Muscovite (white mica)

Muscovite is widespread and common in a wide variety of igneous and metamorphic rocks and, to a much lesser extent, in some immature sedimentary rocks. Muscovite is the commonest white mica. Distinguishing it from other white micas and britle micas in thin section can be difficult or impossible. So, many petrologists use the generic phrase "white mica" when describing what they see in thin section, rather than trying to get more specific. A fine grained variety of muscovite, often occurring as an alteration product, is termed sericite.

Muscovite's chemistry is somewhat variable but generally close to KAl2AlSi3O10(OH)2.


In general, keys to identifying muscovite are its low relief, lack of color, mica habit and cleavage, and second order interference colors.

Important properties
 ·Color - usually colorless, less commonly pale green and slightly pleochroic.
 ·Habit and cleavage - often appears as tabs or long skinngy flakes which may be bent. It may show one excellent cleavage, depending on grain orientation. Hexagonal tabular crystals are rare.
 ·Relief is low to moderate; often appears as a white transparent mineral with few features (PP).
 ·Second-order interference colors (up to second order red), often with birds-eye or pebbly extinction or wavey pattern of interference colors, especially when looking down on flat side of flakes.
 ·Extinction angle is 0 to a few degrees from cleavage.
 ·Biaxial (-), 2V= 35-50o .

Similar minerals
 ·Biotite, except for the most Mg-rich phlogopite is much more strongly colored. Phlogopite has a smaller 2V than muscovite.
 ·Talc is is very similar but has a smaller 2V.
 ·Very pale chlorite is similar but has lower birefringence and often anomalous interference colors.
 ·Paragonite and margarite often cannot be distinguished from muscovite in thin section. Both, however, are much rarer than muscovite.
 ·Pyrophyllite is very similar but has a higher 2V.

Muscovite in a Muscovite-Biotite-Kyanite Schist

The views above show mostly muscovite (clear in PP) and biotite (brown in PP). Several small grains of kyanite (high relief, near center and lower left of photo) are also present. The long flakey habit is typical of micas, as are the mottled extinction and interference colors (XP view).

The rock shown is a mica schist from Manhattan, New York. Field of view is 2 mm.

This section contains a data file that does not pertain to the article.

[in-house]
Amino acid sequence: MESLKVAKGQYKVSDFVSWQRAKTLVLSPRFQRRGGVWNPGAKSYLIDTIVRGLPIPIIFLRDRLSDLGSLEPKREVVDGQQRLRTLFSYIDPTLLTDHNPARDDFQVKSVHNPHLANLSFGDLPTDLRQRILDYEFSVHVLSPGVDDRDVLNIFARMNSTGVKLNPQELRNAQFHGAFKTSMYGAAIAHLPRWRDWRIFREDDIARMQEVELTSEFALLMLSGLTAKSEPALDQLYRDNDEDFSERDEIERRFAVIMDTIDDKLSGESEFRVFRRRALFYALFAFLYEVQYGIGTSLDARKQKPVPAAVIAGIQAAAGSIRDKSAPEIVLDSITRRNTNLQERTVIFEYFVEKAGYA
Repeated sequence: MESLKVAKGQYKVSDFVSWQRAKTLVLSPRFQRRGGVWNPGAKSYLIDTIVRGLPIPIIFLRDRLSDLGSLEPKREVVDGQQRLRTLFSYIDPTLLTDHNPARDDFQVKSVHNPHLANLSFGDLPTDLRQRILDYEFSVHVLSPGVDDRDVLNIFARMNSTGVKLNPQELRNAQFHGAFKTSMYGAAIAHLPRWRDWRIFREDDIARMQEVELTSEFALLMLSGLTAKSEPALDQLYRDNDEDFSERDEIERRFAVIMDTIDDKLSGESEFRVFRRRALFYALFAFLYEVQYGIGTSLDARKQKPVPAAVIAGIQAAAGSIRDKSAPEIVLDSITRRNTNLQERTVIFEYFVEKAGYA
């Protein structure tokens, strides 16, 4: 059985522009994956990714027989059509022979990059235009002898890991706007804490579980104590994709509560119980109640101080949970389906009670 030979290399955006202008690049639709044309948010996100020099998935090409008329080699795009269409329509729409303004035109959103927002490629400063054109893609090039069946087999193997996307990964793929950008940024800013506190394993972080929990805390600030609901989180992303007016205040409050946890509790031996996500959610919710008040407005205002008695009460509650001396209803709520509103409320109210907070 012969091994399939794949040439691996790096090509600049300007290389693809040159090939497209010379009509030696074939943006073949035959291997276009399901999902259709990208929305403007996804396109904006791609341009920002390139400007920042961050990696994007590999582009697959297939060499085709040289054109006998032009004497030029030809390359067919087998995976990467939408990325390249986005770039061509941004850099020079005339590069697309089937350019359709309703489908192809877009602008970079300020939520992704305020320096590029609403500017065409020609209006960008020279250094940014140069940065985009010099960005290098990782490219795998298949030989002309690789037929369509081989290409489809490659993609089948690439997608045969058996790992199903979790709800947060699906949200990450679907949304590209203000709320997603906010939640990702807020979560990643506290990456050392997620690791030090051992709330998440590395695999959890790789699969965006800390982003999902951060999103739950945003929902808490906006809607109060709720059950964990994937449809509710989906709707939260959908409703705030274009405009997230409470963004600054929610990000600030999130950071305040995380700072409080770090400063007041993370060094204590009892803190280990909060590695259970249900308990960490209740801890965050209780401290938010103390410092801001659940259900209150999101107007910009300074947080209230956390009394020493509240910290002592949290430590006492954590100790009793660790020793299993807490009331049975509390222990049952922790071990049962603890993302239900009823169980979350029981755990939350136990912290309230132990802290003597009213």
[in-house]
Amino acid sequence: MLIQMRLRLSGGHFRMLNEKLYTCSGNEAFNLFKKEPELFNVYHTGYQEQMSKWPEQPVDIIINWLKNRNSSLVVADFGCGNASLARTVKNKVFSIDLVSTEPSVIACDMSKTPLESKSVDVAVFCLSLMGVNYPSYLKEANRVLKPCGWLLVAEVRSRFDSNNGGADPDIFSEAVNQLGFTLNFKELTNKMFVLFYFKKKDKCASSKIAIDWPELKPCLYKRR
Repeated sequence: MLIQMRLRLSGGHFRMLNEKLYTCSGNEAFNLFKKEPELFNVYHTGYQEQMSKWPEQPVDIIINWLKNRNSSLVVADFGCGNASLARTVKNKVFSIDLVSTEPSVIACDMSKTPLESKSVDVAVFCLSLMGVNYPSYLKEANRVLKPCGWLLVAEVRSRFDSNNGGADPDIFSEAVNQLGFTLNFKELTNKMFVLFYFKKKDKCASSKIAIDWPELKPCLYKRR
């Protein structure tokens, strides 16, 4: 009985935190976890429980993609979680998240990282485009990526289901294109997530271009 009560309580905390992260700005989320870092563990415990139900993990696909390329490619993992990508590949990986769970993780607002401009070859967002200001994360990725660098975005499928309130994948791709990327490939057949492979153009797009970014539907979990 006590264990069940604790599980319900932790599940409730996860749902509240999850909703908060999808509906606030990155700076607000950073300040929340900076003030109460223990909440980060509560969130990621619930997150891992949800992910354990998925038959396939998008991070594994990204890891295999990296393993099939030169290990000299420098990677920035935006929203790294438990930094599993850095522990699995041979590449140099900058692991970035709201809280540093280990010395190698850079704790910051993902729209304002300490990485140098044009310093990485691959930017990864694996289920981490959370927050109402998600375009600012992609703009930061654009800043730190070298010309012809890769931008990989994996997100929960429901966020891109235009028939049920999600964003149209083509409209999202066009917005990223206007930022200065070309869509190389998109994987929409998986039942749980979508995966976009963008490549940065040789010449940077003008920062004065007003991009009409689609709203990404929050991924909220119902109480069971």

Muscovite in a Mica-Kyanite Schist

The PP view above shows clear muscovite, light brown biotite, and a few grains of clear, high relief, kyanite near the top center. Although the flakey habit, typical of micas, can be seen here, it is not as pronounced as in the previous photos because this view looks down on the flat surface of muscovite flakes instead of at flake edges.

The rock shown is a mica schist from Manhattan, New York. Field of view is 2 mm.

Muscovite in a Biotite Granite

The view above shows a large muscovite grain, about 1.5 mm in longest dimension. Also present are clear (PP light), low birefringence (XP light) plagioclase (upper left), microcline (lower right) and quartz, and a few dark colored flakes of biotite. The quartz, plagioclase, and microcline are best distinguished in the XP view, due to twinning in the feldspars. Note the variable interference colors of the muscovite, due to varying thickness of the grain which results in varying amounts of retardation.

The rock shown is a granite from near Barre, Vermont. The field of view is about 2 mm.

Muscovite in a Granite

The view above shows large muscovite grains surrounded mostly by quartz. The muscovite here shows typical interference colors, but the large extinct grain (black in XP) at the lower right is also muscovite. Note how the muscovite flakes appear to be a bit bent, and also the way quartz appears to have intruded along cleavages.

The rock shown is a granite from near Concord, New Hampshire. The field of view is about 2 mm.